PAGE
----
What is
a dental cavity?

A cavity is the destruction of the tooth surface creating a defect.  Treatment is needed once part of the tooth has cavitated or has broken away.  If a tooth with a cavity is not addressed and treated, in time your tooth can fracture or you can develop pain and/or an abscess. 

WHAT CAUSES CAVITIES?

 

The more plaque (bacteria) you have in your mouth and how frequently you eat sugary or acidic foods increases your risk for developing cavities.

WHAT IS THE SCIENCE BEHIND THAT?

The pH of our mouth is near neutral.  When the pH drops, a more acidic environment is created causing the enamel of your teeth to become demineralized (or break down on a microscopic level.)  A demineralized area of your tooth is a weakened area.  Constant demineralization of your tooth over time will cause it to become cavitated.

 

An acidic environment is created by:

  1. Plaque and bacteria that break down sugar for energy and produce organic ACIDS as by products.       

  2.  Eating acidic foods  

 

HOW CAN I PREVENT CAVITIES?

 

DIET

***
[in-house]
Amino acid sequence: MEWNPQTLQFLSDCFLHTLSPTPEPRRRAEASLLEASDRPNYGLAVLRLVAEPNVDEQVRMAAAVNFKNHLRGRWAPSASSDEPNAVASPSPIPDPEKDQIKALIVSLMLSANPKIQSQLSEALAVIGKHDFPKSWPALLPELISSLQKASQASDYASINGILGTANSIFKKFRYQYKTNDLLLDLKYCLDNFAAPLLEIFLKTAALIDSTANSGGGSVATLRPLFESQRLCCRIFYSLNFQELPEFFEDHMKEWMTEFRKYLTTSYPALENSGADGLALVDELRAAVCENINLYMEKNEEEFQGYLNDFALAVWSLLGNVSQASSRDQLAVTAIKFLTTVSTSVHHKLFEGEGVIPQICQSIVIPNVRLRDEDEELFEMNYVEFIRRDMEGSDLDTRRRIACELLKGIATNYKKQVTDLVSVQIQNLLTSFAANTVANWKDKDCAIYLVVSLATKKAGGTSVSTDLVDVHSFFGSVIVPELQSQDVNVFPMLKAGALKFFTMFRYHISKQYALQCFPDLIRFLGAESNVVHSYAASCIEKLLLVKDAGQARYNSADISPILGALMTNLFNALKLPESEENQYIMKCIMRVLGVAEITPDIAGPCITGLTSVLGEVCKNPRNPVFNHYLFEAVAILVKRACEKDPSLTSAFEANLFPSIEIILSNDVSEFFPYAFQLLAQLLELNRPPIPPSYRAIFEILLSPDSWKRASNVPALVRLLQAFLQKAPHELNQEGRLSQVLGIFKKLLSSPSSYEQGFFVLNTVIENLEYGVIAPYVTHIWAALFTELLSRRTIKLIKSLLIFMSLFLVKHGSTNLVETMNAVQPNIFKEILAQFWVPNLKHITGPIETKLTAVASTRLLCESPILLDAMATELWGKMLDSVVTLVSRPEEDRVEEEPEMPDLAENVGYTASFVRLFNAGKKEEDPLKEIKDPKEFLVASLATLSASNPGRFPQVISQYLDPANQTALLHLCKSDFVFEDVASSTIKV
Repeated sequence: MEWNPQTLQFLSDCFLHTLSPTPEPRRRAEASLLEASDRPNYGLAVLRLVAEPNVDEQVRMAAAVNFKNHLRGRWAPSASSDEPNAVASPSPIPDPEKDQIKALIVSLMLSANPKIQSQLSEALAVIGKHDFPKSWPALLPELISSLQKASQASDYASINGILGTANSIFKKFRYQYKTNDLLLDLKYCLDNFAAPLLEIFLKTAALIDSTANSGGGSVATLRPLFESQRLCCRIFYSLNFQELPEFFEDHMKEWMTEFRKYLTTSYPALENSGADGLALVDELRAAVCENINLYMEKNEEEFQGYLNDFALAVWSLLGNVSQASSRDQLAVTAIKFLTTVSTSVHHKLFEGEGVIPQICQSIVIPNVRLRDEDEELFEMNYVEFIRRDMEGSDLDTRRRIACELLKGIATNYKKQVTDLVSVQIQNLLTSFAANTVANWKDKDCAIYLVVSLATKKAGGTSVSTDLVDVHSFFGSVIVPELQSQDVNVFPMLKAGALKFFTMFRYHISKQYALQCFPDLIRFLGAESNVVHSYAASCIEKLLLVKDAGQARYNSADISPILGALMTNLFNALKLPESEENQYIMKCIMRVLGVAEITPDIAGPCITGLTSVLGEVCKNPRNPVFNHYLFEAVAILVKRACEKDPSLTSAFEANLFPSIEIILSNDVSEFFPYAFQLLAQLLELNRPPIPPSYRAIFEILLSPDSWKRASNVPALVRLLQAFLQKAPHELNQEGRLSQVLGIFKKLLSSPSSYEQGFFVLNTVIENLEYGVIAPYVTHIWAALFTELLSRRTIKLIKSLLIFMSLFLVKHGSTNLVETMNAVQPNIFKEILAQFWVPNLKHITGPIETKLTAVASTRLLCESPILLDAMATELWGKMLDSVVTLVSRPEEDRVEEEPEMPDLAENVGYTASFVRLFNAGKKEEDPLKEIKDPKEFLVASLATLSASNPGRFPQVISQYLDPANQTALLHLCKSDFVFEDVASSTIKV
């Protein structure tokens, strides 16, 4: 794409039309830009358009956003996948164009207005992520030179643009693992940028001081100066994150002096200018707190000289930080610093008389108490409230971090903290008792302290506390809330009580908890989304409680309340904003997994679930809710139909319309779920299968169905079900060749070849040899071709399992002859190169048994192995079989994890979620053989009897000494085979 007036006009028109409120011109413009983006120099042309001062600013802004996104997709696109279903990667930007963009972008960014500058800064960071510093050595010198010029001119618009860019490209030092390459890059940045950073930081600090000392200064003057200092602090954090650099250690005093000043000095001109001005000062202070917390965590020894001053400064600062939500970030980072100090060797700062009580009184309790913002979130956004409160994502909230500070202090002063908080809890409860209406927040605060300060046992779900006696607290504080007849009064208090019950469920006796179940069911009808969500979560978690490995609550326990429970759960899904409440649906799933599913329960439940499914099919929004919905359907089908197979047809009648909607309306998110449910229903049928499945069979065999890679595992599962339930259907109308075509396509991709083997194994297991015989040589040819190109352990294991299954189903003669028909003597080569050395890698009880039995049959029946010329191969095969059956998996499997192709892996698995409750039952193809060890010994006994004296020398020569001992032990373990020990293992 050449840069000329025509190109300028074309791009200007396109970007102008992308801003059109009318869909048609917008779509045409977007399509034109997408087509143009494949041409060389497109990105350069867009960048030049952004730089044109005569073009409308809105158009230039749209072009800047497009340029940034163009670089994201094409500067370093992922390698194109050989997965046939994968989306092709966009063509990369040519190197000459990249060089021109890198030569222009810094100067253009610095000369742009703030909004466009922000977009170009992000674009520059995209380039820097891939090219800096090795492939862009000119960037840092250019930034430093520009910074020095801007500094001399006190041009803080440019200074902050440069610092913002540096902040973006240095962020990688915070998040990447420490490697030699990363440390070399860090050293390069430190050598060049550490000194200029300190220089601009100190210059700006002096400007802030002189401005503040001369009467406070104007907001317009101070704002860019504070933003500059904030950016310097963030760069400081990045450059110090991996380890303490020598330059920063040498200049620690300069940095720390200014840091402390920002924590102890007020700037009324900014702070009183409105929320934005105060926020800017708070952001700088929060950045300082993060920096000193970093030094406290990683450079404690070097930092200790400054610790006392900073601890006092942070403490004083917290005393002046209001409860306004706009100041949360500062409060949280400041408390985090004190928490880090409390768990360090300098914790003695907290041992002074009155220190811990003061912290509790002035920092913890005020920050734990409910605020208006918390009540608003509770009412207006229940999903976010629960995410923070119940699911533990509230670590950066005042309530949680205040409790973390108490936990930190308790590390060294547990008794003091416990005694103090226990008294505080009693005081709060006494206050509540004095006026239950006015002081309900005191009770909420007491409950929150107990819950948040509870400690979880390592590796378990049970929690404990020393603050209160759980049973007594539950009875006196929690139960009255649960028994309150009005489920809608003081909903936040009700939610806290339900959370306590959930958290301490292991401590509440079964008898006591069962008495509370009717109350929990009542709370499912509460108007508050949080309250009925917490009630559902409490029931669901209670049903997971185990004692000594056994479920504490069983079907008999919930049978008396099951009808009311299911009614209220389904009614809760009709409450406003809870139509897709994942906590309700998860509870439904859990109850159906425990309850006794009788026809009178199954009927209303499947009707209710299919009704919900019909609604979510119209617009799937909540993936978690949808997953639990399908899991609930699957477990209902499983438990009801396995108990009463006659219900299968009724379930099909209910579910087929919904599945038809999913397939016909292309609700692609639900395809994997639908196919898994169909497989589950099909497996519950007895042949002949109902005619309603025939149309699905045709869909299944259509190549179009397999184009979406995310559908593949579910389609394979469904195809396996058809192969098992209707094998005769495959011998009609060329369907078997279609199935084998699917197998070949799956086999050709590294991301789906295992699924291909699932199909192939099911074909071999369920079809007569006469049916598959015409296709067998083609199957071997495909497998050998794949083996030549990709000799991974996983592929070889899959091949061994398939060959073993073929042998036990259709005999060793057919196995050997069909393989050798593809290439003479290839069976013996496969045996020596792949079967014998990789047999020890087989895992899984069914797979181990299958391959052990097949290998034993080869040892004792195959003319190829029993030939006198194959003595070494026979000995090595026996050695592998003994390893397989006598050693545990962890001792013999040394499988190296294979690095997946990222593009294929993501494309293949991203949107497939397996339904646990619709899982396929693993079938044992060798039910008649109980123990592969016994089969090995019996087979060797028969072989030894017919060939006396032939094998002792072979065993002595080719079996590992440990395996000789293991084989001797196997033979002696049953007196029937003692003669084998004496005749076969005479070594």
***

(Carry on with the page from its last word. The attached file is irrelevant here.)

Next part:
Your Saliva helps protect your teeth from cavities.  You have increased salvation during eating.  After about 30 minutes of eating your saliva helps return the pH of you mouth to a more neutral phase. If you are constantly sipping on a drink other than water, or snacking throughout the day your mouth can never return to a normal pH and it will continue to be in an acidic phase, favoring the breakdown of the enamel.   Cavity formation is stimulated more by the frequency of sugar intake rather than the quantity.  Limiting the quantity is also important to prevent other health conditions such as diabetes or heart disease.

 

GOOD ORAL HYGIENE

Plaque free tooth surfaces do not decay.  Complete elimination of plaque is impossible but daily removal of plaque by flossing, toothbrushing, and rinsing are the best measure for preventing cavities and gum disease.

 

ROUTINE DENTAL VISITS

The general recommendation is to see the dentist every 6 months for a routine cleaning and exam.

If you are at a higher risk for cavities or gum disease you may benefit from seeing the dentist every 3-4 months.  This would be further discussed after a comprehensive exam is completed.

By seeing your dentist regularly preventive measures can be taken such as applying fluoride, applying sealants, or identifying cavities in the early stages.

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